Rabbits and elephants, and their role in leadership
Someone asked me today about the difference between leadership and management, and the way he said it, he seemed to think that managers were somehow lesser beings than leaders.
He seemed to have fallen for this meme that managers should aspire to be leaders, that any self-respecting manager when asked what they are going to be when they grow up, will say 'I want to be a leader' and look longingly into the distance.
There are any number of quotes and pithy statements about the difference between management skills and leadership. One of the classics is attributed to both Warren Bennis and Peter Drucker who said, “Management is doing things right; leadership is doing the right things.”
Another one I heard that rather amused me is “Noah was a leader when he got lots of people in the middle of a desert to build a big boat. He was a manager when he stopped the elephants seeing what the rabbits were doing on the voyage.”
If the job of a manager is to get people to do what needs to be done, then the role their leadership skills must play is to get those people to want to do what needs to be done.
I think this apparent separation is unfortunate and encourages people to think that they are either a leader, or only a manager. Maybe a more useful way to think of it is that management requires a vast array of skills, one of which is leadership.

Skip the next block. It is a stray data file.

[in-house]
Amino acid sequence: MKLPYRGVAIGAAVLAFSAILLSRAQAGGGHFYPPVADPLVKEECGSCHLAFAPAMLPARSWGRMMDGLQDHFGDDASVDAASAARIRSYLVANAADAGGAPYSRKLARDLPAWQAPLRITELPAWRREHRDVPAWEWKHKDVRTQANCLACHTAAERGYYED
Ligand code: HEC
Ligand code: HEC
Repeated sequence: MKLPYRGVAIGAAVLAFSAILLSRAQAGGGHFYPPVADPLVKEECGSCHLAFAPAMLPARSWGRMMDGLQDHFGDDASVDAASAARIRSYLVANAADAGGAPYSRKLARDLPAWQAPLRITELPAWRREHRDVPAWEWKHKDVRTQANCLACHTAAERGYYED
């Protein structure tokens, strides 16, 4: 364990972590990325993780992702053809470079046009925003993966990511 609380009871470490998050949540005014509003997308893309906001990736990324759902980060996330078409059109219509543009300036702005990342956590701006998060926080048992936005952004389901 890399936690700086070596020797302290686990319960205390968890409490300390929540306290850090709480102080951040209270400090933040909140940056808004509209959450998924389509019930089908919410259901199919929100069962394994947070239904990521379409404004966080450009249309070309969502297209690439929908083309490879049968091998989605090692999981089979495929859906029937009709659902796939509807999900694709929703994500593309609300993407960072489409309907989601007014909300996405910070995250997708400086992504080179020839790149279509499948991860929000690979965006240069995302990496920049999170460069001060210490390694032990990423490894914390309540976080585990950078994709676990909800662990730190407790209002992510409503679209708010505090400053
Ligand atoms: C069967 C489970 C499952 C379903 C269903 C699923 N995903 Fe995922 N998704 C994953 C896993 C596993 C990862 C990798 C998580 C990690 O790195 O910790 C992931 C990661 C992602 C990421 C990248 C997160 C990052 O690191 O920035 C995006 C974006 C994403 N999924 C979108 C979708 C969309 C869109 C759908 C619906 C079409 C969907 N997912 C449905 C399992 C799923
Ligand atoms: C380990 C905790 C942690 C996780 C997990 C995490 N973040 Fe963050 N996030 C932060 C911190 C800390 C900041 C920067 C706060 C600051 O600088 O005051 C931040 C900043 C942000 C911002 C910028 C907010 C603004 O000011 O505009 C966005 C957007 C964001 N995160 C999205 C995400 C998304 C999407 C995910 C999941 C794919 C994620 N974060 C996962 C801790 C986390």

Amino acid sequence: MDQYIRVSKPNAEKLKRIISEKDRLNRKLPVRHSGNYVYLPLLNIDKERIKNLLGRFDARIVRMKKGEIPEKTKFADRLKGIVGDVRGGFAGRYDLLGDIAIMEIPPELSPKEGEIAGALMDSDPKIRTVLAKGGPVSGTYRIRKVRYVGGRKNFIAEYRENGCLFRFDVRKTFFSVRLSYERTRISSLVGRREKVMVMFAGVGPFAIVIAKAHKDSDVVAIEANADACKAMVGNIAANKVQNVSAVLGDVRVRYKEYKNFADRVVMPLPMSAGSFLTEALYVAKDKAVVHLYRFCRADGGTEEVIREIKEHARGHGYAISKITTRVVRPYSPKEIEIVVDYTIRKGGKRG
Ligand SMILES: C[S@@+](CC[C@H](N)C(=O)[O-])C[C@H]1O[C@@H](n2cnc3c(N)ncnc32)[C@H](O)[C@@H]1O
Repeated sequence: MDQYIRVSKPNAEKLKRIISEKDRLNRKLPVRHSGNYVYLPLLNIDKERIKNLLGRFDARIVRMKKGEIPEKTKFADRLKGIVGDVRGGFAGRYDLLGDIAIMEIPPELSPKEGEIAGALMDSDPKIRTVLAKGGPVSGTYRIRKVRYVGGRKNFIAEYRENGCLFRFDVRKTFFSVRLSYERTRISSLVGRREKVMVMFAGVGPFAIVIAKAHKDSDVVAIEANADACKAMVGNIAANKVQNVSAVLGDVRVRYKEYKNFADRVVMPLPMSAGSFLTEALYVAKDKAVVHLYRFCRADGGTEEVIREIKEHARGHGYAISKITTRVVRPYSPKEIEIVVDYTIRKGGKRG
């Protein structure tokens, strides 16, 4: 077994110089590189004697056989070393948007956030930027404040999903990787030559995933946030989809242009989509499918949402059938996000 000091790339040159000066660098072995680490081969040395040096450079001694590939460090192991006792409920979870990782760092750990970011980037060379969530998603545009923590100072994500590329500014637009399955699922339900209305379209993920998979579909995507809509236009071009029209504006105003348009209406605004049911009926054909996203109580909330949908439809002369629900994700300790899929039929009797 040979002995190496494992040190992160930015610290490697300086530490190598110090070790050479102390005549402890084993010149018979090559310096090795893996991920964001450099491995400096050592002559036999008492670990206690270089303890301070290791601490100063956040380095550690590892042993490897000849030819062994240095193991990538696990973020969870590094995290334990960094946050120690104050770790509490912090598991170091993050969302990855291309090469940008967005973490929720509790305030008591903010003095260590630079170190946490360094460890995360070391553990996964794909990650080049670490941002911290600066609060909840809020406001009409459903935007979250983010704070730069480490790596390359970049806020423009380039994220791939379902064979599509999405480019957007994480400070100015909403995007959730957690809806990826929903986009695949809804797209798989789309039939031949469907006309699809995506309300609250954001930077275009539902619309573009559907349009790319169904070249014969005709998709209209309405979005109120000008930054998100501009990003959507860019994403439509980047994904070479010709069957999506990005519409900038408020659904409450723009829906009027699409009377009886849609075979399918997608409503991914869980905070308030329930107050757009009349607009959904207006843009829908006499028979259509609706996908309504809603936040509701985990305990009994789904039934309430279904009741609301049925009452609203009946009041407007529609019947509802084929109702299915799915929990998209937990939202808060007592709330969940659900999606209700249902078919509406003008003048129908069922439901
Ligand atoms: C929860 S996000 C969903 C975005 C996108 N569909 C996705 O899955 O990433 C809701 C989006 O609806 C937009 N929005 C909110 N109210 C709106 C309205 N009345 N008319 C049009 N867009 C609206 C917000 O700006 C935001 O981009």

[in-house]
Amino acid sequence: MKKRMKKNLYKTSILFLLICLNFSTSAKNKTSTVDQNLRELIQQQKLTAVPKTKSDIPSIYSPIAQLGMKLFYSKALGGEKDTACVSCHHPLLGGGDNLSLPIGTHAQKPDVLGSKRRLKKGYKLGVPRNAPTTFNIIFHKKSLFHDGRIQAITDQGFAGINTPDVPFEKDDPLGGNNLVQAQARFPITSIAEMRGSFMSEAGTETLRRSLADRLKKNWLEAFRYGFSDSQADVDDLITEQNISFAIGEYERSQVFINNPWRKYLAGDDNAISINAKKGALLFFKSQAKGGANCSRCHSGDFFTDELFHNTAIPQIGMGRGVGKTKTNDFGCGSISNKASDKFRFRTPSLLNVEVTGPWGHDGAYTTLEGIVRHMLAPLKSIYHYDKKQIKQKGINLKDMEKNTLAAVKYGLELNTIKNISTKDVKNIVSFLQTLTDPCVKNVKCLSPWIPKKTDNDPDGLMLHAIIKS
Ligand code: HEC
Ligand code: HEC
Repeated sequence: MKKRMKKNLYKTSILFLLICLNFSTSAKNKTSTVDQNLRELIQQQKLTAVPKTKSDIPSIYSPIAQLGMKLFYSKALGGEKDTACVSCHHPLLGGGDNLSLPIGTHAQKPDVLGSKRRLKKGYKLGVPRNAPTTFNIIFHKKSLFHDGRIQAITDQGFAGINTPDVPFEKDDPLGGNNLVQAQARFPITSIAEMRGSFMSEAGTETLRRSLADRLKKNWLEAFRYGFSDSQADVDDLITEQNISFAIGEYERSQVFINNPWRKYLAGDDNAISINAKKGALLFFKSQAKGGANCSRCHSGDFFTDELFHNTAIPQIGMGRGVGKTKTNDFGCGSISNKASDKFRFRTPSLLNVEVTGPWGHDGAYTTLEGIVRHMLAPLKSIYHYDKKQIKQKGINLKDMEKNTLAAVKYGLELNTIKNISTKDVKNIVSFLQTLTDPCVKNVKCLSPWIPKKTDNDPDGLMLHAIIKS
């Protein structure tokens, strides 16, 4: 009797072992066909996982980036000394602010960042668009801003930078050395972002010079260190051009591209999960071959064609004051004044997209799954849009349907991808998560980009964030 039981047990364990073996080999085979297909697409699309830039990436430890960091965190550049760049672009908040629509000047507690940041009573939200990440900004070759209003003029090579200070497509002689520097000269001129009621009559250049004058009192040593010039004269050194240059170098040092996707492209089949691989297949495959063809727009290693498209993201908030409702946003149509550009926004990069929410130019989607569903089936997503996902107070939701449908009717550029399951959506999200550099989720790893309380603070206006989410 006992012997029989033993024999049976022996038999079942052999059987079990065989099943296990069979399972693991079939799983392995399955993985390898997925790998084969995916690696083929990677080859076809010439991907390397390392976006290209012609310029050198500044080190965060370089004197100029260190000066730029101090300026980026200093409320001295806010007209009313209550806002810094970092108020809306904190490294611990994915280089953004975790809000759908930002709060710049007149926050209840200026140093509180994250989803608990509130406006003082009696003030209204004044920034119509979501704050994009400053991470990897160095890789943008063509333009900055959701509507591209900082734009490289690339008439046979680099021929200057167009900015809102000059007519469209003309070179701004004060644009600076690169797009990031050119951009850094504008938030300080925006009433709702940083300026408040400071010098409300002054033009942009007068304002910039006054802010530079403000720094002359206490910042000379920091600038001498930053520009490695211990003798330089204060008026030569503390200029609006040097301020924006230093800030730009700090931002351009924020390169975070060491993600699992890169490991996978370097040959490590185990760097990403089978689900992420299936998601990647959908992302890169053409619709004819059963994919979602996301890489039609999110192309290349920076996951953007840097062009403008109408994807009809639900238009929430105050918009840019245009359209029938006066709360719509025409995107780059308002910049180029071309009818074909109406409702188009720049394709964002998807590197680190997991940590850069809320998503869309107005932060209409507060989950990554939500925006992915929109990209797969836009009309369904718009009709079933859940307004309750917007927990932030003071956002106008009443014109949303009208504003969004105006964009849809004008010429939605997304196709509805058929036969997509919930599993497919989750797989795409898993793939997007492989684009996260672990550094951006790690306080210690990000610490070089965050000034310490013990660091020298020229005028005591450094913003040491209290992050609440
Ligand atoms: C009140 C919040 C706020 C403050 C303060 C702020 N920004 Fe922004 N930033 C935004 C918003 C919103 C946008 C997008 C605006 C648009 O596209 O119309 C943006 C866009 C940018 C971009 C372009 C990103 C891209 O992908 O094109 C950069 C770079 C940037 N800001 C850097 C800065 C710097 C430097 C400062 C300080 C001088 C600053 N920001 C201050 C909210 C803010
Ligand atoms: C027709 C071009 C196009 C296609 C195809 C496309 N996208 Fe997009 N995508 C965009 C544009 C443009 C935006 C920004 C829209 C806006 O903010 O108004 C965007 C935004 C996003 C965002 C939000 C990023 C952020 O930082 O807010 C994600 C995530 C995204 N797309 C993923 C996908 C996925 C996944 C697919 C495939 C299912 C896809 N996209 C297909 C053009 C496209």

Some management roles require very little in the way of leadership skills, and little in the way of time spent doing leadership type things; and some management roles require considerable leadership skill, and most of the time doing leadership type things. And every combination in between.
The trick therefore is not being either one or the other, but bringing to bear the right mixture of skills at the right time to get the job done. And this mixture will vary as you navigate your day as a manager/leader.
This trick becomes more difficult when we factor in the bias that most of us have towards management type activities. Management seems to be more predictable, more black & white, more ‘manageable’. It tends to operate on a more easily understood cause and effect model.
If I pull this lever here, then a predictable result will happen over there. It also tends to be reactive and concerned with what is directly in front of us. We gravitate towards that certainty and predictability.
Leadership activities on the other hand must deal with the unpredictability of people. Leadership needs to be future oriented and creative. There is always a whiff of uncertainty about leadership. Indeed, one of things that some leadership programmes teach people is to look like you know what you are doing, even if you don’t.
If the job of a manager is to get people to do what needs to be done, then the role their leadership skills must play is to get those people to want to do what needs to be done. If you don’t do enough leadership stuff, you will find yourself working harder as a manager to get the same results.
About the author
Margo Manning outlines some of the most common mistakes by new managers.
Newsflash time - this week we lead off with a blog calling time on soft skills, and finish with a couple of listicles. What more could you want?
The November #TJwow webinar looked at the crossover between sales and L&D and why L&D professionals should embrace it more.